Reader Comments and Retorts

Statements posted here are those of our readers and do not represent the BaseballThinkFactory. Names are provided by the poster and are not verified. We ask that posters follow our submission policy. Please report any inappropriate comments.

i do get cranky when i cannot find hendricks gin at the liquor store

It's not an either or requirement, Harv.

i am getting worn out explaining the same thing 4 different ways.

Oh, I understand your explanations. I'm just telling you why I think they're wrong. -)

there have been govt warnings on cigarettes since the mid 60's. i made a lot of money invested in tobacco companies

i have no issue with tobacco companies

I don't, either, beyond their existence.

It's interesting how much Christie's stock seems to have improved here. Two months ago — hell, two weeks ago — he was just a loudmouth jerk whose act wouldn't play anywhere outside New Jersey, and whose prospects for reelection were seen as so-so. Now, after hugging Obama and some people hurt by Sandy, he's Best of Class on the right.

Right, as opposed to the Dem party, whose main constituencies are the "youth vote," low-skilled workers, and downscale minorities. Well-educated, high-information voters, all of them.

And people who vote for Akin or Mourdock believe they're voting for the lesser of two evils. Dems don't have a monopoly on that.

This is a fair enough concern, but I don't think it would work out that way in practice. Most Justices don't get an appointment until their mid-50s. The exceptions to that rule are noteworthy (and usually despised by one side or the other), but they're still exceptions. Even if someone got an appointment at 47 (quite young as these things go), s/he will be 65 upon retirement. I'm not too worried about the afters in that case. Plus, they do get pensions and we could always pass laws against certain behavior if it's perceived to be a problem.

The big gain is that we'd reduce partisan fighting about the Court by quite a bit. With each Justice serving a limited term, and with each new President getting 2 guaranteed appointments, the existing absurdity of judicial appointments would be mitigated a lot.

If you don't like the 18 year proposal, another option is to put an age limit of 75. Of course, that incentivizes younger appointments so I'm not a fan. An upper age limit on officeholders, OTOH, would be a good idea.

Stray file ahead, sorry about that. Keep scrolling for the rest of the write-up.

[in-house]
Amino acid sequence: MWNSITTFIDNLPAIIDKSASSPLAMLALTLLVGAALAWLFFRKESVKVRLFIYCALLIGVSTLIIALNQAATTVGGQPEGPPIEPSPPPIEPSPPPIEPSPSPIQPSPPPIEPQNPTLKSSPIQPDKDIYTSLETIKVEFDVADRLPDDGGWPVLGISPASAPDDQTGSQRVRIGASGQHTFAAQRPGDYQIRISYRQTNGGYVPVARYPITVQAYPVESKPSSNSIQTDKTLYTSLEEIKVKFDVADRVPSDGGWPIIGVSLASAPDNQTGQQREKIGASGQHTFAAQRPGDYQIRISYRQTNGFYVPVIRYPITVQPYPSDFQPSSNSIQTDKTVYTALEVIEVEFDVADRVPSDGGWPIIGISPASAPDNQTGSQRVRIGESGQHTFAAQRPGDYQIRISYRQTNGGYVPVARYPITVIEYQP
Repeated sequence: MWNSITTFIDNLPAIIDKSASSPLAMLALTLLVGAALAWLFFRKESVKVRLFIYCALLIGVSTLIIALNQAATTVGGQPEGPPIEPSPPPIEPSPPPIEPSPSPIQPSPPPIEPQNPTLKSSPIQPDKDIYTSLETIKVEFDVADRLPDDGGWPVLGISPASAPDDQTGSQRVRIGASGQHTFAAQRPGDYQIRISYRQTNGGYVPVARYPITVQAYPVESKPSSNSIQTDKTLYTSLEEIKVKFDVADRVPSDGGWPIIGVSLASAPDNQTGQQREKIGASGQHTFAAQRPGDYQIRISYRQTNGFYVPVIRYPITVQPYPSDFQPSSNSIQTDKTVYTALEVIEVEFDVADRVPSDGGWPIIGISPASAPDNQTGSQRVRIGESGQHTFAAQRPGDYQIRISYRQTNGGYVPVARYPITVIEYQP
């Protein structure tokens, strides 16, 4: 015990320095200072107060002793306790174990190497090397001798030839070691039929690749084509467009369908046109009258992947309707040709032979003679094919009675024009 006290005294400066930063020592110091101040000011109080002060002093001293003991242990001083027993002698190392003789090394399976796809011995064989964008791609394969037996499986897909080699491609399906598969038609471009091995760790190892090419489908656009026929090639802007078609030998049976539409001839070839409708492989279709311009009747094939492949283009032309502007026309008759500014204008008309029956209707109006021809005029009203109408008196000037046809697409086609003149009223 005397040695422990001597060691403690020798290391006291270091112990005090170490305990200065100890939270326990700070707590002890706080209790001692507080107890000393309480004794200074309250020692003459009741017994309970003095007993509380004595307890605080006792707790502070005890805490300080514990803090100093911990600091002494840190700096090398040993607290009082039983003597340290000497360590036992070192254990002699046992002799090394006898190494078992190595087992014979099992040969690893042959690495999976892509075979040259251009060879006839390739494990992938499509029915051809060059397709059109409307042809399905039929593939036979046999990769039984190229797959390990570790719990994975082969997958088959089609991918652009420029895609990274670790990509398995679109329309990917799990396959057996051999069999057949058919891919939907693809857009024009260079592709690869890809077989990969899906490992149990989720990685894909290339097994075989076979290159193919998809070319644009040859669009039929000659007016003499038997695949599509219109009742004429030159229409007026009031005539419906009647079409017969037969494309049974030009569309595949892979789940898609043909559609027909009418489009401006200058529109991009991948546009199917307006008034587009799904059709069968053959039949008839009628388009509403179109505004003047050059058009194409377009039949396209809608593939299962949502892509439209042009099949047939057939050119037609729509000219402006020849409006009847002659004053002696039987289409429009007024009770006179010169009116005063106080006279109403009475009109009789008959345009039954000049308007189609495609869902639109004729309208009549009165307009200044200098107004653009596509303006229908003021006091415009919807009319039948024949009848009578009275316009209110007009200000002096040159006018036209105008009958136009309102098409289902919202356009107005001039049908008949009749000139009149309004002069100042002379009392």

Two months ago — hell, two weeks ago — he was just a loudmouth jerk whose act wouldn't play anywhere outside New Jersey, and whose prospects for reelection were seen as so-so. Now, after hugging Obama and some people hurt by Sandy, he's Best of Class on the right.

Please note I have no problem calling Christie an assshole, as I did earlier. My belief in his possible ability to tell the rest of the GOP to pound sand does not mean I think he's somebody I want to spend time talking to or see in power.

So. do you feel that way about alcohol producers? Marijuana or cocaine companies if they were legal? Manufacurers of garbage foods?
[sincere question]

technology has been good to me. i went from sleeping in a mattress stuffed with corn husks and no climate control to having a single device in my hand hwere i can converse with anyone, handle my finances, listen to the radio, and pretty much do whatever.

i do get cranky when i cannot find hendricks gin at the liquor store

Heh. yet another reason why you're my favorite Republican, HW.

We can? Isn't it just a probability model? Same like PECOTA? Just because PECOTA projects Melky Cabrera as a .700 OPS hitter and he goes out and hits .900, doesn't mean the model missed something.

Last week, Bob Fitrakis and Gerry Bello at FreePress.org reported an important story concerning what they described as “uncertified ‘experimental’ software patches” being installed at the last minute on electronic vote tabulation systems in 39 Ohio counties.

The story included a copy of the contract [PDF] between Republican Ohio Secretary of State Jon Husted’s office and ES&S, the nation’s largest e-voting system manufacturer, for a new, last-minute piece of software created to the custom specifications of the secretary of state. The contract itself describes the software as “High-level enhancements to ES&S’ election reporting software that extend beyond the current features and functionality of the software to facilitate a custom-developed State Election Results Reporting File.”

by the way, i am all for taxing the sh8t out of pot growers

not legalizing the other stuff. but we have tried all the other ways and it has not worked

so let it grow and then levy the bejeezus out of it.

My favorite aspect of the right wingers who are convinced that most polls are biased against Romney because their Party ID splits aren't compatible with the way things "feel" at the moment is that they're latching onto a party ID split that's far more ahistorical than any of the polls they're bashing.

While many right-partisans dismiss or "adjust" polls that have Party IDs that they "feel" are too similar to 2008, they've latched onto Rasmussen's Party ID weighting (the only major poll I'm aware of that actually targets a specific party ID split). So what split is Rasmussen using that makes so much more sense than the ones being reported (not used for weighting or targeting) by other firms? Rasmussen thinks the electorate will be 39% Republicans and 33% Democrats, a six point advantage for self-identified Republicans. How does this compare to previous presidential elections? Since exit polls have been used, the electorate has never had more Republicans than Democrats. So Rasmussen's model thinks the party ID split for the 2012 election will far more friendly to Republicans than any presidential election ever has been.